The PLC concept is very useful to marketers and brand managers for many reasons. First of all, the concept establishes that products follow a life cycle that starts when they are launched, from there they will grow and will, one day, die. However, the most important advantage of this model is that it divides the life of a product in several stages with different characteristics, mostly based on the sales level and growth: introduction, growth, maturity and decline. This division allows managers to have some insights on which strategies can be taken, according to the behavior of the sales of a product. Also it may help predicting how the competition will act and what will be the future growth tendencies for the product.
Nevertheless, it is important to underline that the PLC model cannot predict the duration of the several phases as they vary from product to product. Also there isn´t a completely clear relationship between the sales of a product and the stage it is in. A decline in sales, for example, doesn’t necessarily mean that the product is in the decline phase as the decrease may only be temporary because of exogenous factors. If it is so, the product can be considered to be on the wrong stage. Finally, the common strategy for each stage may not be the only solution for a specific product. Therefore, caution is needed when planning strategies for each product.
2. How did Lifebuoy strategies in the early stages of its PLC enabled the brand to become a leader?
When Lifebuoy was introduced in the market, its positioning was a ” promise to kill germs and keep the body healthy”, addressing one of the main problems the Indian market had: the plagues, and therefore exploring the market need for hygiene and health protection. Lifebuoy main strategy was to have low prices and low promotion, in order for the ones that were affected by the plague problem, rural and poor people, to be able to purchase the product. These two factors helped the brand to face a high demand since there was still no competition in this stage of the PLC. During the growth phase, Lifebuoy was able to adapt to the environment lived in India, creating advertisements addressing ”hard working, savings minded and economic class of people”. The advertisements were based on the blue collar feeling of hard work and the patriotic feeling lived on the era of post-independence. This lead 70% of the rural population to use the product, as these values were important for them. Also, as the majority of Lifebuoy's target included rural population, which was incapable of read in English, distinct colors, symbols and pictures were included, so that the consumers were able to distinguish it from the competitors and remained loyal to a single brand.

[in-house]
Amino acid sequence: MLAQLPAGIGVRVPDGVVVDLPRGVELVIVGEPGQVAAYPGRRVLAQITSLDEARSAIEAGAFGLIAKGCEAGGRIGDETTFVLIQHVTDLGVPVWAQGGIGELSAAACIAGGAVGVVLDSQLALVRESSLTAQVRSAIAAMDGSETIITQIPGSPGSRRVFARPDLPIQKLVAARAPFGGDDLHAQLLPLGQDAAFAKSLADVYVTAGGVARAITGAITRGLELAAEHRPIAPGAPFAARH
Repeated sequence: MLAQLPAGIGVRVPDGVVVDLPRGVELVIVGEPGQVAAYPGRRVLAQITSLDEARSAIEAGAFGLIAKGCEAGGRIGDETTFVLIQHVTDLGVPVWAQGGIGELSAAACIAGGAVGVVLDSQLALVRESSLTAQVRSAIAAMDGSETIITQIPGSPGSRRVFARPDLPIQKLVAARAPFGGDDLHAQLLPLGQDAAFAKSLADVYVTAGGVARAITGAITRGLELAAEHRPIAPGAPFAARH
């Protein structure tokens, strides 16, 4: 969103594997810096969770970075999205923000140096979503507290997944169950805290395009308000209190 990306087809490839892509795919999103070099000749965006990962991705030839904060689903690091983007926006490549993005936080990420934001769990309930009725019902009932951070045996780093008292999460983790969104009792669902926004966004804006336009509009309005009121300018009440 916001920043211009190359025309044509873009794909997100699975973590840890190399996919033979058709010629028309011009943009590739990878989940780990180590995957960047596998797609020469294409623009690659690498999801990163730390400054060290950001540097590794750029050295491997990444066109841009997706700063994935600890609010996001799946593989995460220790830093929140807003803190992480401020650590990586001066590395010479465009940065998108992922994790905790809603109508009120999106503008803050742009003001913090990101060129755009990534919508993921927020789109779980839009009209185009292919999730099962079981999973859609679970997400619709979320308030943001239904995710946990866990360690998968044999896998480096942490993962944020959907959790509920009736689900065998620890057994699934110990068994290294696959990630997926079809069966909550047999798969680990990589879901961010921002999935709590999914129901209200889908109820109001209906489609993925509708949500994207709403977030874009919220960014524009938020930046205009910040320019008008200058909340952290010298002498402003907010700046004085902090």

All these factors helped Lifebuoy to become the market leader during the early stages of the PLC. However it started to lose its position as other competitors entered the market and living conditions in India started to change. 3. Analyze the stages of Lifebuoy's PLC during the 20th century. Which factors contribute to move the brand from one stage to another?
During the 20th century and until late 1970's, Lifebuoy maintained the position of market leaders. The company was so dominant that the consumers would perceive any red soap as the brand Lifebuoy, fulfilling the dream of any brand manager. However as the growth phase proceeded and Lifebuoy was having huge profits, more and more competitors were attracted to the market to explore it, which completely changed the panorama in India. As new competitors identified new market niches in the soap industry consumers were confronted with more choices than they were used to, which lead many of them to try new products, creating a decrease in Lifebuoy sales. These factor marked the entering on the maturation phase for Lifebuoy's carbolic soap.
Also the appearance of colored television in India during the 1980's changed the way advertising was made, bringing...
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